Does it count more the head of a child or the one of a capital? This question is as terrifying as legitimate after what happened in Palmyra, in Syria. The entire world was shocked thinking about what the ISIS could have done to the archeological site called the Pearl of the Desert that is considered cultural heritage. No one worried about thousands of people living next to the ruins, in an oasis 240 km northeast from Damascus, in a city that, up to now, lived thanks to tourism.
Newspapers and TVs presented Palmyra as Pompeii, a dead city without citizens that represents history. Nevertheless, this is not the case. It appears that the Western world got bored with the same stories of black dressed murdering people. Some random comment of Assad (the regime proclaimed that the army helped civilians escape before leaving their positions) calmed everyone and took the attention away from civilians. The attention was on the museum, although all around there was the horror.
In reality, just on third of the inhabitants could escape and consequences were dramatic. The ISIS killed 400 civilians, mostly women and children. Organizations for human rights reported that hundreds of corpses of soldiers were found around the city.
Thing is, we do not think the war is menacing for us. Pity is like a faint shiver. One person dying in Paris is like one hundred dying in Syria, Iraq or Nigeria. Indignation in the Western world is geographic, and lacks of depth. Children killed are no news anymore; corpses are a routine; beheaded prisoners are recurring. It is like a film we already know it does not thrill us anymore.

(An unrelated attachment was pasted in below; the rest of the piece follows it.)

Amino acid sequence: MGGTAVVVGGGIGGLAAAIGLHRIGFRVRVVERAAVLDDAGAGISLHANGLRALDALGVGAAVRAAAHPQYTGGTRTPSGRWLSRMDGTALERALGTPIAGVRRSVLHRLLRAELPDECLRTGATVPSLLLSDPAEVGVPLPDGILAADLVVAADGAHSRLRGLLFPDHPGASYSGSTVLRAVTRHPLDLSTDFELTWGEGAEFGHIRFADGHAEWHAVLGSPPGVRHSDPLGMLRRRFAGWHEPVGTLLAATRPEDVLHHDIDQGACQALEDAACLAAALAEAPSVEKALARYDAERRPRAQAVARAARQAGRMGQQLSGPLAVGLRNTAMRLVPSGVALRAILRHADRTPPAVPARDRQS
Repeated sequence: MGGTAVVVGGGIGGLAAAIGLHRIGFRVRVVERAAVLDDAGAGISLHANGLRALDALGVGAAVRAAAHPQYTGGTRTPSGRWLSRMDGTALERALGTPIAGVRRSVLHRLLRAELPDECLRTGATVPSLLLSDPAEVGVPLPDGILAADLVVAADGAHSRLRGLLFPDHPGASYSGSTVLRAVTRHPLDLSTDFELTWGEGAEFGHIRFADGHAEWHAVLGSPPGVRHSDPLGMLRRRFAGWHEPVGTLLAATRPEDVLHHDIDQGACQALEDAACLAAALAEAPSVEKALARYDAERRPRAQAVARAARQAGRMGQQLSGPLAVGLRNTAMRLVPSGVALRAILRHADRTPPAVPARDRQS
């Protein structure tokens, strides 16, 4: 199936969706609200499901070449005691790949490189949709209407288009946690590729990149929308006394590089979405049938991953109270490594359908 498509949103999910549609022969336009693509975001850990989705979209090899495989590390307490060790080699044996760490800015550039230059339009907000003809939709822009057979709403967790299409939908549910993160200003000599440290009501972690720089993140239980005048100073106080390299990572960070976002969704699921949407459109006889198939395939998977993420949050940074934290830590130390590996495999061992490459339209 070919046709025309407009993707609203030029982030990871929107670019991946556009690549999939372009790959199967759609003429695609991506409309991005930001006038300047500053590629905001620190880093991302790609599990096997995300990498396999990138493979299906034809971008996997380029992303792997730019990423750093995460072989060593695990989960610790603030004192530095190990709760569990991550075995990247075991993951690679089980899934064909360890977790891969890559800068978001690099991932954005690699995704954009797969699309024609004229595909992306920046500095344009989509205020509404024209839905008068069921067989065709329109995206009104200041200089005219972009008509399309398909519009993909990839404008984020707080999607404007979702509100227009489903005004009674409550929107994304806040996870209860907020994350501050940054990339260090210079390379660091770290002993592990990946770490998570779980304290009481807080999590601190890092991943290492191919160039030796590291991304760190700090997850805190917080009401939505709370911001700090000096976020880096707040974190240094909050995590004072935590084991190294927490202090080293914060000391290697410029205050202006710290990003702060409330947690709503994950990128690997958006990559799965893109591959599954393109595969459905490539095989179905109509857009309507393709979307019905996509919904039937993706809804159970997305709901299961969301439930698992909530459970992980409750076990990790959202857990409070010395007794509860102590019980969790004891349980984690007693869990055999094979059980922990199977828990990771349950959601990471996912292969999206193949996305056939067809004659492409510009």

This behavior does not let us recognize desperate people on boats – we impersonally call them “migrants”. We are unable to recognize faces and stories of those who left children, wives and relatives flooded in blood; of those escaping from horror; of those who think anywhere is better that what they left; of those who look for some future for themselves and their future generations.
There are people willing to send them away with the same indifference of those who are not thrilled anymore – or better, are not interested anymore – hearing hundreds of families were killed. People that could have been saved if the international community had taken the matter in its hands firmly. We call ourselves human beings, but are we actually good at being … human?
Translation provided by Mary Ann D’Costa